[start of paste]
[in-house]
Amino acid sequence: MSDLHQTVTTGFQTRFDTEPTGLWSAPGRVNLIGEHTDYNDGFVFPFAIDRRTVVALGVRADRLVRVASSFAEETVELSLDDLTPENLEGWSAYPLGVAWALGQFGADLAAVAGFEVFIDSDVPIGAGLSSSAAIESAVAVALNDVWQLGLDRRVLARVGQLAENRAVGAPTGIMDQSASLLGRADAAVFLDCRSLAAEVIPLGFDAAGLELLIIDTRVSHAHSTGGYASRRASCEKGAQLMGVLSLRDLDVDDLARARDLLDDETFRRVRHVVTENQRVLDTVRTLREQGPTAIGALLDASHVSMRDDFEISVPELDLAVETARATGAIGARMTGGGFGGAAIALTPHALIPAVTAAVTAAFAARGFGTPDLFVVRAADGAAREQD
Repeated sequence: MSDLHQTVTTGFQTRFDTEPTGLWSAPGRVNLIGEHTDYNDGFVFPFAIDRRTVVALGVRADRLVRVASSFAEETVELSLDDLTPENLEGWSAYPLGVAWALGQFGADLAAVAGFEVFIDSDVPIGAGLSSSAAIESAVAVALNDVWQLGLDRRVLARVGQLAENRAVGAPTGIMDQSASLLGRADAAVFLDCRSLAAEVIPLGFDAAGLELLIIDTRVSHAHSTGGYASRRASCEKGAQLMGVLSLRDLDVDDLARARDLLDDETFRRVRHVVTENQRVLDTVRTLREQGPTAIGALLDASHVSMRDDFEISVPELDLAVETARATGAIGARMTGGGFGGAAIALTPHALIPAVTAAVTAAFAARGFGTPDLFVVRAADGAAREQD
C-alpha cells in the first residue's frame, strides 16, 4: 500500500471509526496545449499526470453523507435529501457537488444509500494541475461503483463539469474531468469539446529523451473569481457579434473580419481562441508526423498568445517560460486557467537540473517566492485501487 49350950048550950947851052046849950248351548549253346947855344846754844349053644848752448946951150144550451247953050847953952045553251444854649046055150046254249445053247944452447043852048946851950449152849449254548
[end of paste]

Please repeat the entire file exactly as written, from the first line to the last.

[in-house]
Amino acid sequence: MSDLHQTVTTGFQTRFDTEPTGLWSAPGRVNLIGEHTDYNDGFVFPFAIDRRTVVALGVRADRLVRVASSFAEETVELSLDDLTPENLEGWSAYPLGVAWALGQFGADLAAVAGFEVFIDSDVPIGAGLSSSAAIESAVAVALNDVWQLGLDRRVLARVGQLAENRAVGAPTGIMDQSASLLGRADAAVFLDCRSLAAEVIPLGFDAAGLELLIIDTRVSHAHSTGGYASRRASCEKGAQLMGVLSLRDLDVDDLARARDLLDDETFRRVRHVVTENQRVLDTVRTLREQGPTAIGALLDASHVSMRDDFEISVPELDLAVETARATGAIGARMTGGGFGGAAIALTPHALIPAVTAAVTAAFAARGFGTPDLFVVRAADGAAREQD
Repeated sequence: MSDLHQTVTTGFQTRFDTEPTGLWSAPGRVNLIGEHTDYNDGFVFPFAIDRRTVVALGVRADRLVRVASSFAEETVELSLDDLTPENLEGWSAYPLGVAWALGQFGADLAAVAGFEVFIDSDVPIGAGLSSSAAIESAVAVALNDVWQLGLDRRVLARVGQLAENRAVGAPTGIMDQSASLLGRADAAVFLDCRSLAAEVIPLGFDAAGLELLIIDTRVSHAHSTGGYASRRASCEKGAQLMGVLSLRDLDVDDLARARDLLDDETFRRVRHVVTENQRVLDTVRTLREQGPTAIGALLDASHVSMRDDFEISVPELDLAVETARATGAIGARMTGGGFGGAAIALTPHALIPAVTAAVTAAFAARGFGTPDLFVVRAADGAAREQD
C-alpha cells in the first residue's frame, strides 16, 4: 500500500471509526496545449499526470453523507435529501457537488444509500494541475461503483463539469474531468469539446529523451473569481457579434473580419481562441508526423498568445517560460486557467537540473517566492485501487 49350950048550950947851052046849950248351548549253346947855344846754844349053644848752448946951150144550451247953050847953952045553251444854649046055150046254249445053247944452447043852048946851950449152849449254548